Nawaz Sharif has draft plan, national media reports, but is dragging his feet on targets that would benefit bitter rival Imran Khan’s fiefdom
By Megan Darby
When the UN deadline passed last week, Pakistan was the fifth biggest emitter not to have submitted a climate pledge.
Yet top climate official Arif Ahmed Khan told Aamir Saeed, Islamabad correspondent for Climate Home, his department delivered a draft plan to the prime minister’s office four weeks ago.
It set out three options for greenhouse gas emissions cuts from business as usual by 2030. The preferred target is 10%, with half conditional on international support. That rises to a maximum 18-20%.
At the UN General Assembly last week, PM Nawaz Sharif spoke of the importance of reaching a climate change deal in Paris this December.
He said: “We will need to respond with common but differentiated responsibility to the threat posed by climate change.
“Partisan interests must not stand in the way of an ambitious and collective commitment to halt and reverse the damage done to our planet.”
So far, Sharif has not backed that up with action to tackle emissions at home.
Sources close to the matter blamed provincial rivalry, inter-departmental battles and bureaucratic caution.
The federal government is dominated by Punjabi politicians, while Khyber Pakhtunkhwa province stands to benefit most from low carbon policies, with big hydropower and reforestation potential.
Run by centrist opposition party Pakistan Tehreek-e-Insaf, Khyber Pakhtunkhwa – best known as a frontier of the war on terror – has an ambitious plan to go carbon neutral by 2018.
But negotiations are handled at a federal level, where the climate ministry has ignored the province’s plans.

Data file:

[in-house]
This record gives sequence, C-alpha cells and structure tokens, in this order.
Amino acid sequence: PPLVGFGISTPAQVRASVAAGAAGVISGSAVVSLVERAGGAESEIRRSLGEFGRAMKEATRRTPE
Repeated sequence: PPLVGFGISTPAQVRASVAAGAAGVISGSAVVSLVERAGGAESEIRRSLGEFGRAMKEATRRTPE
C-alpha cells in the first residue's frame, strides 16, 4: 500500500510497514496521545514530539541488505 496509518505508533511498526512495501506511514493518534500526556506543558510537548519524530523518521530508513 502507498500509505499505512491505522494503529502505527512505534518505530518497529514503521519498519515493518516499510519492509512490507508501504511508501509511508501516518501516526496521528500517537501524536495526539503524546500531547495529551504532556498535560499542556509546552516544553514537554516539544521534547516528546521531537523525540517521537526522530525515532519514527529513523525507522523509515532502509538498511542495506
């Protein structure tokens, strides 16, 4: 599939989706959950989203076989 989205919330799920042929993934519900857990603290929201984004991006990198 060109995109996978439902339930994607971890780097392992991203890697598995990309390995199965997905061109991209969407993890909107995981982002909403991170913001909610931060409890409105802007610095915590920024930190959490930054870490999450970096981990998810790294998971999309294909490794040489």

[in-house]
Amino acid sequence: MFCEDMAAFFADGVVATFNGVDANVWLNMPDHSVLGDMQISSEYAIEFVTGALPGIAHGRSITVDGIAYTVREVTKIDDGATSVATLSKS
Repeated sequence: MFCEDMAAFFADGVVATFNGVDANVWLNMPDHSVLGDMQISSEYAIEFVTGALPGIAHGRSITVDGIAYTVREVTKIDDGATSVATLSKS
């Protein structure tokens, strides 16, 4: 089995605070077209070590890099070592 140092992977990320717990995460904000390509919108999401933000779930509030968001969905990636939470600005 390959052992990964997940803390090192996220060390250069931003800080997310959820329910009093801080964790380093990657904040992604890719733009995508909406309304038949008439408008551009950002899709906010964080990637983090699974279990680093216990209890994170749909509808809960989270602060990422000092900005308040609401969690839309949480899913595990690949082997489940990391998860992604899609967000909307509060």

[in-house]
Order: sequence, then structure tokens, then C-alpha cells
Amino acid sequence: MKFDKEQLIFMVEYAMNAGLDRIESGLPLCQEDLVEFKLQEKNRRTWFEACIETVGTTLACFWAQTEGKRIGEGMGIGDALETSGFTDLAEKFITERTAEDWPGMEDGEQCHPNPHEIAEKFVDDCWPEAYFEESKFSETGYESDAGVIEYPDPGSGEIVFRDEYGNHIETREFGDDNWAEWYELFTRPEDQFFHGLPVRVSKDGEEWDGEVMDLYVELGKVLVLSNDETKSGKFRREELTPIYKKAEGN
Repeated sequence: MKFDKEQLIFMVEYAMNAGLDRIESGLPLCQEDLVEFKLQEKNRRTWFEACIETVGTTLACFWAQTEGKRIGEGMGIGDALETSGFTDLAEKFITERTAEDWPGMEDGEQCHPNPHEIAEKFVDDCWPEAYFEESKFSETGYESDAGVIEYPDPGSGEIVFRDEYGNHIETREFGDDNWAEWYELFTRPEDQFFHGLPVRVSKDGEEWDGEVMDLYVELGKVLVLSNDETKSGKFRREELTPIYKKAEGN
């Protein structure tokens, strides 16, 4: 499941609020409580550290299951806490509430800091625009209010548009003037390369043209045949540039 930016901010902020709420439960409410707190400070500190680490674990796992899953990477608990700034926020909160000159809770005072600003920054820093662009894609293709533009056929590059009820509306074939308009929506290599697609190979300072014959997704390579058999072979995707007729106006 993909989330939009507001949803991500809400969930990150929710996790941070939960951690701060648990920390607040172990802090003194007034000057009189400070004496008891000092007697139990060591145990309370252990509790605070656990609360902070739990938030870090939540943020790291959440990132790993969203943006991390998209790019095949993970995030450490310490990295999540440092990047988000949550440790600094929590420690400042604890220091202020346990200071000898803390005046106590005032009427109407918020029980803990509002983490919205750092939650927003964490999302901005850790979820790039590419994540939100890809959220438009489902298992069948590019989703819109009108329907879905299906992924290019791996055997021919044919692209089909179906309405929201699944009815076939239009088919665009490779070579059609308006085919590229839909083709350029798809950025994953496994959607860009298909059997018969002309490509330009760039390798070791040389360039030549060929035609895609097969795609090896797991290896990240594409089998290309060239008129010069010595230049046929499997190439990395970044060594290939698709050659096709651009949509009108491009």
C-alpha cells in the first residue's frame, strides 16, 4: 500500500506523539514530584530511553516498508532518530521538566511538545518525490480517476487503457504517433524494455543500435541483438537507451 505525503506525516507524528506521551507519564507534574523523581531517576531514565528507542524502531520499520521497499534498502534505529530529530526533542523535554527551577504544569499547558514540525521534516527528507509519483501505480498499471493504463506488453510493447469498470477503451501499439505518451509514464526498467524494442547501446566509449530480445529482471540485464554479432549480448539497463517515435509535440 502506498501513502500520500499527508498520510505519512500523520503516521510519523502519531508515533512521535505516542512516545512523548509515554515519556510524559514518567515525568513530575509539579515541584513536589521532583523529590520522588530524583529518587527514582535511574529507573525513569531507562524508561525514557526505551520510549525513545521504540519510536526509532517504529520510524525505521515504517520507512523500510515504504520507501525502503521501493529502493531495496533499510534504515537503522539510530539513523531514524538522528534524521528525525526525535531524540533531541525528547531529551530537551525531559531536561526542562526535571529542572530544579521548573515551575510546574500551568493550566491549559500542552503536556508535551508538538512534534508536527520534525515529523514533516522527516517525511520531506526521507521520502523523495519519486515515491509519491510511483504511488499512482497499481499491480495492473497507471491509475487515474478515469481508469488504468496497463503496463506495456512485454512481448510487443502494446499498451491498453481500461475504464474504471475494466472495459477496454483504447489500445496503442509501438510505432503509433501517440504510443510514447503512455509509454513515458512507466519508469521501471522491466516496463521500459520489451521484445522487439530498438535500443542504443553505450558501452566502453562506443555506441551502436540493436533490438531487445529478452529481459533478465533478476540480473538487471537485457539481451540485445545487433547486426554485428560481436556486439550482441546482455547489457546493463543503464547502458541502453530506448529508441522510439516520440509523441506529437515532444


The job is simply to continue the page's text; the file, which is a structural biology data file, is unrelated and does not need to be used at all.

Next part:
Meanwhile, the planning ministry has been putting pressure on the prime minister to aim for emissions cuts of just 2%, fearing embarrassment if the higher target is not met.
And the resignation of climate change minister Mushahidullah Khan in August – over a controversial interview on unrelated matters – left a leadership gap.
Officials are hoping to resolve the matter before Sharif makes an official visit to the US on 17 October.
“The bureaucrats are always trying to be safe rather than sorry,” independent expert Kashmala Kakakhel told Climate Home, explaining the low draft targets.
The plan lacked detail on low carbon investment opportunities, she added. “It is just a laundry list at the moment. It is not clear in terms of what it is already doing, what it plans to do with existing funds and what it would do in addition, with international support.”
Cricketer-turned-politician Imran Khan was even blunter in an exclusive July interview with Climate Home, calling the national strategy “a joke”.
Chair of the centrist Pakistan Tehreek-e-Insaf party and champion of Khyber Pakhtunkhwa’s clean development plans, he accused the government of failing to fund climate policies.
China is investing billions in coal power stations in the country, which provide badly needed energy at a high cost to the climate, locking in high emissions for decades.
Experts warn the region is acutely vulnerable to heatwaves, drought and flooding as climate change kicks in.
Last month, a farmer won a lawsuit against the government in the High Court, arguing it was failing to protect citizens against such impacts.
“For Pakistan, climate change is no longer a distant threat – we are already feeling and experiencing its impacts across the country and the region,” Justice Syed Shah said. He hauled in officials and ministers to explain their inaction.
It stands in contrast with neighbouring India, which launched its pledge on Mahatma Gandhi’s birthday.
New Delhi set out a vision of low carbon development, with a target to cut emissions for each unit of GDP 33-35% by 2030.
In total, 146 countries met the UN’s 1 October deadline, covering 90% of the world’s greenhouse gas emissions.